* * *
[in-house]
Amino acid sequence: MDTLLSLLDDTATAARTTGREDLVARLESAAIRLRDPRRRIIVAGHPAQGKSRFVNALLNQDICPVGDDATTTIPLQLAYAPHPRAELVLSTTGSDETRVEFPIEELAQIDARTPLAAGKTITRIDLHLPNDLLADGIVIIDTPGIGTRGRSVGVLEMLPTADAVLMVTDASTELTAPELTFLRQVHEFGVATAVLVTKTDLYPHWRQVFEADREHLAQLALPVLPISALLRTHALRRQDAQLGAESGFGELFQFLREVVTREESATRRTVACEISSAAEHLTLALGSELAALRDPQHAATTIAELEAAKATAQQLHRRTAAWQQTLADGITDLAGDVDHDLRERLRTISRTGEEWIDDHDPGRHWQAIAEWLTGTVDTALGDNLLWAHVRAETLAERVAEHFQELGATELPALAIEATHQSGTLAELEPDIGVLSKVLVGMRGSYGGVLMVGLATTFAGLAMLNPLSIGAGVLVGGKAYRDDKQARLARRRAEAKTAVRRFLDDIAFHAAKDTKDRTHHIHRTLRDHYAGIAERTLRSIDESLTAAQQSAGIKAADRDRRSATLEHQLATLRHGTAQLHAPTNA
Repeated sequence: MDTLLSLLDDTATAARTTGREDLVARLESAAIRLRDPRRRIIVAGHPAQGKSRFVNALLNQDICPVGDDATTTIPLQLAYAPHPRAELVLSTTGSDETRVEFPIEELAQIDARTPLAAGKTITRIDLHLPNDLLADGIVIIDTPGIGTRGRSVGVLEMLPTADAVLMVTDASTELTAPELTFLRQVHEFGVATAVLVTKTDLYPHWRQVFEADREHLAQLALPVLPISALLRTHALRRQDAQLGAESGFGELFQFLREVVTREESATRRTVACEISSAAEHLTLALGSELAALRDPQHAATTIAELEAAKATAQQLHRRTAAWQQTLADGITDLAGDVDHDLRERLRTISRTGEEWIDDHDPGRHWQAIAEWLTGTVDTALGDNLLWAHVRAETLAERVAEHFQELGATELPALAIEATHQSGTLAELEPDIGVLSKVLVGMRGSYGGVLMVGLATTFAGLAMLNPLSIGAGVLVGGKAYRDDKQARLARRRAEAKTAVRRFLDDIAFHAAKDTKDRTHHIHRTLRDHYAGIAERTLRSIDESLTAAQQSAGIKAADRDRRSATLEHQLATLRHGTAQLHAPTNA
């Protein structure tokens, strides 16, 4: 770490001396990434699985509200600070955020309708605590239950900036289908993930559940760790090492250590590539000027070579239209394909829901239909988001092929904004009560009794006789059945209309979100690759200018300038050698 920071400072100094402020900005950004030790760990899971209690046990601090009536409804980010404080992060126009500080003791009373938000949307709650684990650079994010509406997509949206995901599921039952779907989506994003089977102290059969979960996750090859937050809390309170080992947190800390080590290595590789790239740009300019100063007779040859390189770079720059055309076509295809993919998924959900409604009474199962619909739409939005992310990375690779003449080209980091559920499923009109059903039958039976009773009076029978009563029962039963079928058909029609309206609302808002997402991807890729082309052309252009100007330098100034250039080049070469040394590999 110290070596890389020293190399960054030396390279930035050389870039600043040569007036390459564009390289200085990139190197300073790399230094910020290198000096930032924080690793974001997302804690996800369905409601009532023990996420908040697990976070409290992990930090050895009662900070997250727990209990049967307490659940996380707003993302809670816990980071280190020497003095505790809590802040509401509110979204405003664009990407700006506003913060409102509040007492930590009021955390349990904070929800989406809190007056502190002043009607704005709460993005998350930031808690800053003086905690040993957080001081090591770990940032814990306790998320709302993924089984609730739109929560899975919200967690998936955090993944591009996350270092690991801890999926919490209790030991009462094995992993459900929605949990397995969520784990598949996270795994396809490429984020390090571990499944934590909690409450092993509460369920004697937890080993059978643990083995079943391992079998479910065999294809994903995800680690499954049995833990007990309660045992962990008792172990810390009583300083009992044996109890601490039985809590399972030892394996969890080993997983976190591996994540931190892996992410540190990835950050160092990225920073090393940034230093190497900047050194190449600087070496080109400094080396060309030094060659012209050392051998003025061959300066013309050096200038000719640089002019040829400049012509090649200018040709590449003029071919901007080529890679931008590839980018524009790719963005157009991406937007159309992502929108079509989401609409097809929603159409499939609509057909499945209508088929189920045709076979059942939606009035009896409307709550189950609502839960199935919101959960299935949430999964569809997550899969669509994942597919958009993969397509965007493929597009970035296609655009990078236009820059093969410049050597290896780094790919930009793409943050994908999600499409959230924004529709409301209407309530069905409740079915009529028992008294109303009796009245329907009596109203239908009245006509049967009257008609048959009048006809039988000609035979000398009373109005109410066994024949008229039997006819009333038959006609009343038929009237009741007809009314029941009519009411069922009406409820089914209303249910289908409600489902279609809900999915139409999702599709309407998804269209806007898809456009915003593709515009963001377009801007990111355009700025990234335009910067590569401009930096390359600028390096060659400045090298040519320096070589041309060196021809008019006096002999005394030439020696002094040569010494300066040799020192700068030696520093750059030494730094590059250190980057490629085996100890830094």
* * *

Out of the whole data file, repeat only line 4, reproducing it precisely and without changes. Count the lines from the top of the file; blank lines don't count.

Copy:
């Protein structure tokens, strides 16, 4: 770490001396990434699985509200600070955020309708605590239950900036289908993930559940760790090492250590590539000027070579239209394909829901239909988001092929904004009560009794006789059945209309979100690759200018300038050698 920071400072100094402020900005950004030790760990899971209690046990601090009536409804980010404080992060126009500080003791009373938000949307709650684990650079994010509406997509949206995901599921039952779907989506994003089977102290059969979960996750090859937050809390309170080992947190800390080590290595590789790239740009300019100063007779040859390189770079720059055309076509295809993919998924959900409604009474199962619909739409939005992310990375690779003449080209980091559920499923009109059903039958039976009773009076029978009563029962039963079928058909029609309206609302808002997402991807890729082309052309252009100007330098100034250039080049070469040394590999 110290070596890389020293190399960054030396390279930035050389870039600043040569007036390459564009390289200085990139190197300073790399230094910020290198000096930032924080690793974001997302804690996800369905409601009532023990996420908040697990976070409290992990930090050895009662900070997250727990209990049967307490659940996380707003993302809670816990980071280190020497003095505790809590802040509401509110979204405003664009990407700006506003913060409102509040007492930590009021955390349990904070929800989406809190007056502190002043009607704005709460993005998350930031808690800053003086905690040993957080001081090591770990940032814990306790998320709302993924089984609730739109929560899975919200967690998936955090993944591009996350270092690991801890999926919490209790030991009462094995992993459900929605949990397995969520784990598949996270795994396809490429984020390090571990499944934590909690409450092993509460369920004697937890080993059978643990083995079943391992079998479910065999294809994903995800680690499954049995833990007990309660045992962990008792172990810390009583300083009992044996109890601490039985809590399972030892394996969890080993997983976190591996994540931190892996992410540190990835950050160092990225920073090393940034230093190497900047050194190449600087070496080109400094080396060309030094060659012209050392051998003025061959300066013309050096200038000719640089002019040829400049012509090649200018040709590449003029071919901007080529890679931008590839980018524009790719963005157009991406937007159309992502929108079509989401609409097809929603159409499939609509057909499945209508088929189920045709076979059942939606009035009896409307709550189950609502839960199935919101959960299935949430999964569809997550899969669509994942597919958009993969397509965007493929597009970035296609655009990078236009820059093969410049050597290896780094790919930009793409943050994908999600499409959230924004529709409301209407309530069905409740079915009529028992008294109303009796009245329907009596109203239908009245006509049967009257008609048959009048006809039988000609035979000398009373109005109410066994024949008229039997006819009333038959006609009343038929009237009741007809009314029941009519009411069922009406409820089914209303249910289908409600489902279609809900999915139409999702599709309407998804269209806007898809456009915003593709515009963001377009801007990111355009700025990234335009910067590569401009930096390359600028390096060659400045090298040519320096070589041309060196021809008019006096002999005394030439020696002094040569010494300066040799020192700068030696520093750059030494730094590059250190980057490629085996100890830094």